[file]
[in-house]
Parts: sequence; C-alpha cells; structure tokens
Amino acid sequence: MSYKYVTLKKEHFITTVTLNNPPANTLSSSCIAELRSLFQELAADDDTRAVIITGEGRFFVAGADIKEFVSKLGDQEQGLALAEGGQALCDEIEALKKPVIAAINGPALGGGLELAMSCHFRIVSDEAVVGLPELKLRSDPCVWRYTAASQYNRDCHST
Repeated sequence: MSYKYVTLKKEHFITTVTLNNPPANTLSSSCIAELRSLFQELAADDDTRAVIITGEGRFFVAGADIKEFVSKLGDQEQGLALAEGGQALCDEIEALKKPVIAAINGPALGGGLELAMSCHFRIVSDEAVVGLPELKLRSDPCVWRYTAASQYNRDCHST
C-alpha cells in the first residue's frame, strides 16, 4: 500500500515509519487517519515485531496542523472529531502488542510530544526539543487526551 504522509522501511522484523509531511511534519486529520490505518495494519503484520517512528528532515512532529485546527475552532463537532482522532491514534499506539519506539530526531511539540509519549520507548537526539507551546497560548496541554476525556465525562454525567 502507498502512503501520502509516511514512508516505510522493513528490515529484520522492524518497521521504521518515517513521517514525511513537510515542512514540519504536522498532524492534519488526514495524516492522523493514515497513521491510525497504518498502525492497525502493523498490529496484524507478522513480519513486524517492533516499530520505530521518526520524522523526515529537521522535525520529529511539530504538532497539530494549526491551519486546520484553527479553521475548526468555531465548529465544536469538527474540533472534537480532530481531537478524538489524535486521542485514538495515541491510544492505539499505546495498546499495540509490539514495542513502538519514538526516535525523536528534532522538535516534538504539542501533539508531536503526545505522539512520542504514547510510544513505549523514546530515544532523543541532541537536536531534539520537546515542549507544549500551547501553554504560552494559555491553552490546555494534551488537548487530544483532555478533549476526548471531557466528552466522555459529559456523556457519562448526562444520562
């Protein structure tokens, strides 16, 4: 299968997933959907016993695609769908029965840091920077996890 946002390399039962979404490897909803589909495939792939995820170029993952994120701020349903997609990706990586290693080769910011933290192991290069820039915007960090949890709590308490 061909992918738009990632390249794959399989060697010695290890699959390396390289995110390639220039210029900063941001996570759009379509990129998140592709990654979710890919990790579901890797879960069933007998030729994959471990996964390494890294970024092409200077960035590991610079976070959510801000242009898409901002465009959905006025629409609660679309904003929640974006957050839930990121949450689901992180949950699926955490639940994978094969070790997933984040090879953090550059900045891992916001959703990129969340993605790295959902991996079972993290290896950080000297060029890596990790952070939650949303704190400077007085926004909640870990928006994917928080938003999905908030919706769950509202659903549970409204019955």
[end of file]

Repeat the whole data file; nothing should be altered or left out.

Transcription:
[in-house]
Parts: sequence; C-alpha cells; structure tokens
Amino acid sequence: MSYKYVTLKKEHFITTVTLNNPPANTLSSSCIAELRSLFQELAADDDTRAVIITGEGRFFVAGADIKEFVSKLGDQEQGLALAEGGQALCDEIEALKKPVIAAINGPALGGGLELAMSCHFRIVSDEAVVGLPELKLRSDPCVWRYTAASQYNRDCHST
Repeated sequence: MSYKYVTLKKEHFITTVTLNNPPANTLSSSCIAELRSLFQELAADDDTRAVIITGEGRFFVAGADIKEFVSKLGDQEQGLALAEGGQALCDEIEALKKPVIAAINGPALGGGLELAMSCHFRIVSDEAVVGLPELKLRSDPCVWRYTAASQYNRDCHST
C-alpha cells in the first residue's frame, strides 16, 4: 500500500515509519487517519515485531496542523472529531502488542510530544526539543487526551 504522509522501511522484523509531511511534519486529520490505518495494519503484520517512528528532515512532529485546527475552532463537532482522532491514534499506539519506539530526531511539540509519549520507548537526539507551546497560548496541554476525556465525562454525567 502507498502512503501520502509516511514512508516505510522493513528490515529484520522492524518497521521504521518515517513521517514525511513537510515542512514540519504536522498532524492534519488526514495524516492522523493514515497513521491510525497504518498502525492497525502493523498490529496484524507478522513480519513486524517492533516499530520505530521518526520524522523526515529537521522535525520529529511539530504538532497539530494549526491551519486546520484553527479553521475548526468555531465548529465544536469538527474540533472534537480532530481531537478524538489524535486521542485514538495515541491510544492505539499505546495498546499495540509490539514495542513502538519514538526516535525523536528534532522538535516534538504539542501533539508531536503526545505522539512520542504514547510510544513505549523514546530515544532523543541532541537536536531534539520537546515542549507544549500551547501553554504560552494559555491553552490546555494534551488537548487530544483532555478533549476526548471531557466528552466522555459529559456523556457519562448526562444520562
């Protein structure tokens, strides 16, 4: 299968997933959907016993695609769908029965840091920077996890 946002390399039962979404490897909803589909495939792939995820170029993952994120701020349903997609990706990586290693080769910011933290192991290069820039915007960090949890709590308490 061909992918738009990632390249794959399989060697010695290890699959390396390289995110390639220039210029900063941001996570759009379509990129998140592709990654979710890919990790579901890797879960069933007998030729994959471990996964390494890294970024092409200077960035590991610079976070959510801000242009898409901002465009959905006025629409609660679309904003929640974006957050839930990121949450689901992180949950699926955490639940994978094969070790997933984040090879953090550059900045891992916001959703990129969340993605790295959902991996079972993290290896950080000297060029890596990790952070939650949303704190400077007085926004909640870990928006994917928080938003999905908030919706769950509202659903549970409204019955």